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Lab Anim Sci. 1997 Jun;47(3):222-55.

The role of Helicobacter species in newly recognized gastrointestinal tract diseases of animals.

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Massachusetts Institute of Technology, Division of Comparative Medicine, Cambridge 02139, USA.


Because Helicobacter pylori is now known to be a significant human pathogen, experimental animal models are increasingly being used to study the pathogenesis of this organism. Unfortunately, early studies failed to establish H. pylori in animal models, and surprisingly, Koch's postulates were initially fulfilled in two human volunteers. Germfree experiments performed in pigs and pups however established that H. pylori would colonize in these animals, and gastritis was induced. Certain macaque species and cats are now known to be naturally infected with H. pylori, and these animals are susceptible to experimentally induced infection with the organism as well. Interestingly, as the ability to manipulate and grow H. pylori in vitro increased, so did the ability to colonize it in animal models. Helicobacter pylori has now experimentally induced gastritis in germfree euthymic and nude mice and in conventionally housed mice. Six additional Helicobacter species have been isolated and identified from the stomachs of various mammals, including dogs, cats, ferrets, pigs, monkeys, and cheetahs; these organisms, similar to H. pylori, are associated with variable degrees of gastritis in their hosts. In addition to the discovery of gastric helicobacters, an increasing number of Helicobacter spp. have been isolated from the distal part of the gastrointestinal tracts of mammals and birds. Importantly, in one inbred strain of mice, A/JCr, persistent infection with H. hepaticus is linked to development of hepatic adenomas and adenocarcinomas. To date, the genus Helicobacter includes 17 named species as well as other formally unnamed closely related organisms. An overview of gastric helicobacters and naturally acquired Helicobacter spp.-induced disease in laboratory animals and, where appropriate, use of animal models to study H. pylori-associated gastric disease is presented. Similarities between Helicobacter infections and the epidemiology of the diseases induced by these bacteria in humans and animals also are highlighted.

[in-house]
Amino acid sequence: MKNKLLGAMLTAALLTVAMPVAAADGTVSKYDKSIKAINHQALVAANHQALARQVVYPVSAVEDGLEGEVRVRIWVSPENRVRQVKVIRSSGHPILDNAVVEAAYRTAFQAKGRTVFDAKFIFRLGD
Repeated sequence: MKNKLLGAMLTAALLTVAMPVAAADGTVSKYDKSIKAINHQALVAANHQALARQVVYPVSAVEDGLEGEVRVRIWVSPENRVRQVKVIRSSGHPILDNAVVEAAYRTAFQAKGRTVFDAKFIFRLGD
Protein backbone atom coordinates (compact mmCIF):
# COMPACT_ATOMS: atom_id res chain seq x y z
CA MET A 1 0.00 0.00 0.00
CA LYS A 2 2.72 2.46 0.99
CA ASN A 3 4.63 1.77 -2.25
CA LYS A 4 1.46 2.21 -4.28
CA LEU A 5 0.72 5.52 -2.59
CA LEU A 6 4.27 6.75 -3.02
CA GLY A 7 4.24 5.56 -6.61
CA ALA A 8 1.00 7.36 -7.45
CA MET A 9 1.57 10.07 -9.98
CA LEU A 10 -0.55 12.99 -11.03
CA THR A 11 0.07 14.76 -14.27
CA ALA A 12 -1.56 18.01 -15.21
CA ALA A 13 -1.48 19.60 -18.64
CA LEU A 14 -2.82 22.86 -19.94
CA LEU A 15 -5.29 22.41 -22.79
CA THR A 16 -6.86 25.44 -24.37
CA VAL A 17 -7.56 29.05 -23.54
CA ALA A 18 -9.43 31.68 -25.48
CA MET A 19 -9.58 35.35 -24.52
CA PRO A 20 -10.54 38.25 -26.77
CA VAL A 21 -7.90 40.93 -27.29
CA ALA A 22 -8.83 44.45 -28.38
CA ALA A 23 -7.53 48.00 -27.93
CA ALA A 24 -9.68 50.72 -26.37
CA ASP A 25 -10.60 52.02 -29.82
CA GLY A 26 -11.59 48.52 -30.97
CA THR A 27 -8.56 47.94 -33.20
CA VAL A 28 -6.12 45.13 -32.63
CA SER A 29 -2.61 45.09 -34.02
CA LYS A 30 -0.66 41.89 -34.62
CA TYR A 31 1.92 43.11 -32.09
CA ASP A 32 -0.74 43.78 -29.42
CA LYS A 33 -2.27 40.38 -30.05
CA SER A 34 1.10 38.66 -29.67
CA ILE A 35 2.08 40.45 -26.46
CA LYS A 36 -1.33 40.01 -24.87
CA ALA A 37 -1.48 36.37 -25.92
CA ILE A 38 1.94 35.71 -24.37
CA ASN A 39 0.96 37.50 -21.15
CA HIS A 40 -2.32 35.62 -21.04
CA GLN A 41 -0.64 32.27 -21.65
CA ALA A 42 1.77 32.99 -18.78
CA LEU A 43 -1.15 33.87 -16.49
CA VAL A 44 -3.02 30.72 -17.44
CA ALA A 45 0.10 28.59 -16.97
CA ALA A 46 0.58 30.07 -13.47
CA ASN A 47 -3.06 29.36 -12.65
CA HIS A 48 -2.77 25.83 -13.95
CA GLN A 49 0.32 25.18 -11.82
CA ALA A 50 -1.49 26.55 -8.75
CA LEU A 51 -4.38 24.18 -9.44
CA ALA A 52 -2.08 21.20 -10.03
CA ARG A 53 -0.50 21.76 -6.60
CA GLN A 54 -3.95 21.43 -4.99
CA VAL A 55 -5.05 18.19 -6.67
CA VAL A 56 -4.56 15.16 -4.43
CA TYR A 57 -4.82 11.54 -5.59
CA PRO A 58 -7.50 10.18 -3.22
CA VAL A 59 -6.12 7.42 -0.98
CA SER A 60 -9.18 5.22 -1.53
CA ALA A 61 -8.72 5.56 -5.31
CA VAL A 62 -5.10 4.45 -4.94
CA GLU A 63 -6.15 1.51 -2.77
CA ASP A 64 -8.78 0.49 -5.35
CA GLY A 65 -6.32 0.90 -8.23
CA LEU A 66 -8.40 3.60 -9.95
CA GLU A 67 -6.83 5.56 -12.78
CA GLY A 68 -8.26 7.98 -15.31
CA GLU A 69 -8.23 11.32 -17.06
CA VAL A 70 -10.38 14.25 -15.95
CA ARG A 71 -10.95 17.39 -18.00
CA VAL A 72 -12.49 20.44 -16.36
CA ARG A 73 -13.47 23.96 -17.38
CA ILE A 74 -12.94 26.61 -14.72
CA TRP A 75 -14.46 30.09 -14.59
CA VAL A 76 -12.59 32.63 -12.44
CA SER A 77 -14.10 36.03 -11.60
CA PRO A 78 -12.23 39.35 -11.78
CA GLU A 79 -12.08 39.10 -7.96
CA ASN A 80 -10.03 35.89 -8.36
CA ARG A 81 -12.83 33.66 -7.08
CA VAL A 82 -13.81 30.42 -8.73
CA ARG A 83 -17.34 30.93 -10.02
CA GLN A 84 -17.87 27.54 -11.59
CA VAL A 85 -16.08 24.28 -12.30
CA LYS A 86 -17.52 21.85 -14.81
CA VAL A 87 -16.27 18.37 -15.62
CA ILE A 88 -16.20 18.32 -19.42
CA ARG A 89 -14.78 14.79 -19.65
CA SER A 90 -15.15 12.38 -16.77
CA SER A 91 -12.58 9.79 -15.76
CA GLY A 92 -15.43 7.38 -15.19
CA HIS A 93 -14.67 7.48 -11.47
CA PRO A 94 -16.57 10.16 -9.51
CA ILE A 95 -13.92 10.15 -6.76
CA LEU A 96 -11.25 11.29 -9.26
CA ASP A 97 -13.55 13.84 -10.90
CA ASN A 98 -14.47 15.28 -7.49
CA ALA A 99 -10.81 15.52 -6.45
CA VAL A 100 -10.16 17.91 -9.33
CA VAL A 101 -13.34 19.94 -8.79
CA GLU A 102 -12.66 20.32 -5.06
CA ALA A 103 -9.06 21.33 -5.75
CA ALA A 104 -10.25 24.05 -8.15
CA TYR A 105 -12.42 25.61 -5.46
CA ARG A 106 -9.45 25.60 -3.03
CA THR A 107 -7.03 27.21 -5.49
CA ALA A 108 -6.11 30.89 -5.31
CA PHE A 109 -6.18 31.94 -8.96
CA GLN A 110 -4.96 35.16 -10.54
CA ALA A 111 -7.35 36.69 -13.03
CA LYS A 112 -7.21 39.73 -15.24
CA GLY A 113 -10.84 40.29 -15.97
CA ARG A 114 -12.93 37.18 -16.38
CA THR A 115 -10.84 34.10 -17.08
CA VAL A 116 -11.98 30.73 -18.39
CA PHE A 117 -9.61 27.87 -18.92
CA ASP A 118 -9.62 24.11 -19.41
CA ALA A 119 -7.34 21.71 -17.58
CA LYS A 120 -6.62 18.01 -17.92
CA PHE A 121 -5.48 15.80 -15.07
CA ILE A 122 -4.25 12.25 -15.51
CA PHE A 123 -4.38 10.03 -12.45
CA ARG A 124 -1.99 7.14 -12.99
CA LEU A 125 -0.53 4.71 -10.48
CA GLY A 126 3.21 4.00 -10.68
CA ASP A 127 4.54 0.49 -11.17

[Indexed for MEDLINE]

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